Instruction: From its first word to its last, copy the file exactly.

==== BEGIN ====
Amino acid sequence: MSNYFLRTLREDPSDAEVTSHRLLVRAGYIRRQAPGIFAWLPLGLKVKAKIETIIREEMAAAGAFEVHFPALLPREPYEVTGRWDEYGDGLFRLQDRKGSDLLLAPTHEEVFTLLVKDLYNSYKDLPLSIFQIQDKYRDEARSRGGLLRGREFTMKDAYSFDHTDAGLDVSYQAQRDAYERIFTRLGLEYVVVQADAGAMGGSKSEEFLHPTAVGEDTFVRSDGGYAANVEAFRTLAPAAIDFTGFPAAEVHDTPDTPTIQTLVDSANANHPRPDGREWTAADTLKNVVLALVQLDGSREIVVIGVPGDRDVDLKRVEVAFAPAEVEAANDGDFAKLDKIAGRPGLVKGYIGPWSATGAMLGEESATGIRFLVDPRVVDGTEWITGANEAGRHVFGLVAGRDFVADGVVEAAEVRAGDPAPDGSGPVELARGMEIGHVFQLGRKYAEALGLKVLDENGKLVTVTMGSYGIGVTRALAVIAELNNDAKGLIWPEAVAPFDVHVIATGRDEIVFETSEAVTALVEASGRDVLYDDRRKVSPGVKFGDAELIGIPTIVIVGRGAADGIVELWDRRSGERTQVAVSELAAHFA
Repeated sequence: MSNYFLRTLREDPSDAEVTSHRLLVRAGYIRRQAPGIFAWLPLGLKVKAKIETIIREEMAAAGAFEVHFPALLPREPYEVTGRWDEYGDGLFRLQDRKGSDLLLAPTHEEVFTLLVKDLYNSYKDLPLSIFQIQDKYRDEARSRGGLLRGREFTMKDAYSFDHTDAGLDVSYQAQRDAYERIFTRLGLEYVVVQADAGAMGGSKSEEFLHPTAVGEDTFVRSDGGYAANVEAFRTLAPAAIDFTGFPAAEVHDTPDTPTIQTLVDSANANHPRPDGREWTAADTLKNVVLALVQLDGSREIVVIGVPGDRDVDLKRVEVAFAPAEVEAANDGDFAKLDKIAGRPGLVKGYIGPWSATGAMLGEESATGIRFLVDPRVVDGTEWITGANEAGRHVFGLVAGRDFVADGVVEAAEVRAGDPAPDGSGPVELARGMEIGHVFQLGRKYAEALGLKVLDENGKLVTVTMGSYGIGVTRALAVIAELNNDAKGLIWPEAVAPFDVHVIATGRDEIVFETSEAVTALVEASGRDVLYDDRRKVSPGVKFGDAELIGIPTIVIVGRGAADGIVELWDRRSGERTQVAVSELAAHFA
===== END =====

Amino acid sequence: MSNYFLRTLREDPSDAEVTSHRLLVRAGYIRRQAPGIFAWLPLGLKVKAKIETIIREEMAAAGAFEVHFPALLPREPYEVTGRWDEYGDGLFRLQDRKGSDLLLAPTHEEVFTLLVKDLYNSYKDLPLSIFQIQDKYRDEARSRGGLLRGREFTMKDAYSFDHTDAGLDVSYQAQRDAYERIFTRLGLEYVVVQADAGAMGGSKSEEFLHPTAVGEDTFVRSDGGYAANVEAFRTLAPAAIDFTGFPAAEVHDTPDTPTIQTLVDSANANHPRPDGREWTAADTLKNVVLALVQLDGSREIVVIGVPGDRDVDLKRVEVAFAPAEVEAANDGDFAKLDKIAGRPGLVKGYIGPWSATGAMLGEESATGIRFLVDPRVVDGTEWITGANEAGRHVFGLVAGRDFVADGVVEAAEVRAGDPAPDGSGPVELARGMEIGHVFQLGRKYAEALGLKVLDENGKLVTVTMGSYGIGVTRALAVIAELNNDAKGLIWPEAVAPFDVHVIATGRDEIVFETSEAVTALVEASGRDVLYDDRRKVSPGVKFGDAELIGIPTIVIVGRGAADGIVELWDRRSGERTQVAVSELAAHFA
Repeated sequence: MSNYFLRTLREDPSDAEVTSHRLLVRAGYIRRQAPGIFAWLPLGLKVKAKIETIIREEMAAAGAFEVHFPALLPREPYEVTGRWDEYGDGLFRLQDRKGSDLLLAPTHEEVFTLLVKDLYNSYKDLPLSIFQIQDKYRDEARSRGGLLRGREFTMKDAYSFDHTDAGLDVSYQAQRDAYERIFTRLGLEYVVVQADAGAMGGSKSEEFLHPTAVGEDTFVRSDGGYAANVEAFRTLAPAAIDFTGFPAAEVHDTPDTPTIQTLVDSANANHPRPDGREWTAADTLKNVVLALVQLDGSREIVVIGVPGDRDVDLKRVEVAFAPAEVEAANDGDFAKLDKIAGRPGLVKGYIGPWSATGAMLGEESATGIRFLVDPRVVDGTEWITGANEAGRHVFGLVAGRDFVADGVVEAAEVRAGDPAPDGSGPVELARGMEIGHVFQLGRKYAEALGLKVLDENGKLVTVTMGSYGIGVTRALAVIAELNNDAKGLIWPEAVAPFDVHVIATGRDEIVFETSEAVTALVEASGRDVLYDDRRKVSPGVKFGDAELIGIPTIVIVGRGAADGIVELWDRRSGERTQVAVSELAAHFA